ENDS

 

For all press enquiries please contact:

Katy MacMillan-Scott or Hannah McMillan at Four Colman Getty

020 3697 4253/ 07786 567887 (Katy)

020 3697 4260 / 07971 086649 (Hannah)

katy.macmillan-scott@fourcolmangetty.com

hannah.mcmillan@fourcolmangetty.com

 

Shortlist

A Brief History of Seven Killings

By Marlon James

Published by Oneworld Publications (£18.99)

On 3 December 1976, just weeks before the general election and two days before Bob Marley was to play the Smile Jamaica concert to ease political tensions, seven men from West Kingston stormed his house with machine guns. Marley survived and went on to perform at the free concert. But the next day he left the country and didn’t return for two years. Inspired by this near-mythic event, A Brief History of Seven Killings takes the form of an imagined oral biography, told by ghosts, witnesses, killers, members of parliament, drug dealers, conmen, beauty queens, FBI and CIA agents, journalists, and even Keith Richards' drug dealer. The story traverses strange landscapes and shady characters, as motivations are examined – and questions asked.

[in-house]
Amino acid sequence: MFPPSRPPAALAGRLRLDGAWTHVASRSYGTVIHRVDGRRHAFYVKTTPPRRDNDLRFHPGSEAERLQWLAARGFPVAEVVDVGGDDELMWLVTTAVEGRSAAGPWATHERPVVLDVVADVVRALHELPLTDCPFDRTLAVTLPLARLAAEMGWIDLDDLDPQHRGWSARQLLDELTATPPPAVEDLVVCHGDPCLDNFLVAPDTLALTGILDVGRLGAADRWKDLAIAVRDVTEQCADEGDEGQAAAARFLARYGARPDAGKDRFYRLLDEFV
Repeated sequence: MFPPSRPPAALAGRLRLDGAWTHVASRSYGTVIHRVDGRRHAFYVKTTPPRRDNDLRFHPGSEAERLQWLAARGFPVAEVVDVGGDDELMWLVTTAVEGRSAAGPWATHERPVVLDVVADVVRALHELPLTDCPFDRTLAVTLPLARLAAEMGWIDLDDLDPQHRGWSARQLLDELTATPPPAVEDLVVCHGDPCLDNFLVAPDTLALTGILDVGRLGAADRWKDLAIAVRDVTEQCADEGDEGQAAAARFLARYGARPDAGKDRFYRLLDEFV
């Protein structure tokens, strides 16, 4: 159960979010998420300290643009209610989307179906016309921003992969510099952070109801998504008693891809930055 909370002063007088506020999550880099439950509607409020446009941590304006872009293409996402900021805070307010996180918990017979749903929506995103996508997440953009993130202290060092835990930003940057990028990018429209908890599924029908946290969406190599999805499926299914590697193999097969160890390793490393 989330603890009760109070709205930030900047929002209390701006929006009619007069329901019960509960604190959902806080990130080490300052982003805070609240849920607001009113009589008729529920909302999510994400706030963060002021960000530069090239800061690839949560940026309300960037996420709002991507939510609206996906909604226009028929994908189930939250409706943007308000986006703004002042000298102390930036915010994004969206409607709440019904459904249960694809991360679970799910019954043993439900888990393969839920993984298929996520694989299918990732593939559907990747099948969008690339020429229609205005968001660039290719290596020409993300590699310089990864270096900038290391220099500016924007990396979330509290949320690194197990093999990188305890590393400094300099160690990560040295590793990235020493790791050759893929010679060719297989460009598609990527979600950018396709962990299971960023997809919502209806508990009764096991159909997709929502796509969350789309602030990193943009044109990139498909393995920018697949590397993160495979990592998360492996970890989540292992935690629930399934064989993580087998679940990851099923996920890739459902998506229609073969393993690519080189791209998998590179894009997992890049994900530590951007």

Marlon James, 44, was born in Kingston, Jamaica, in 1970. Marlon’s first novel, John Crow’s Devil, was a finalist for the Los Angeles Times Book Prize and the Commonwealth Writers Prize, and was a New York Times Editor’s Choice. His second novel, The Book of Night Women, won the 2010 Dayton Literary Peace Prize and was a finalist for the 2010 National Book Critics Circle Award. James’ writing has appeared in EsquireGrantaPublisher’s Weekly and The Caribbean Review of Books. James currently lives in Minneapolis, USA.

 

For further information, please contact Lamorna Elmer at Oneworld Publications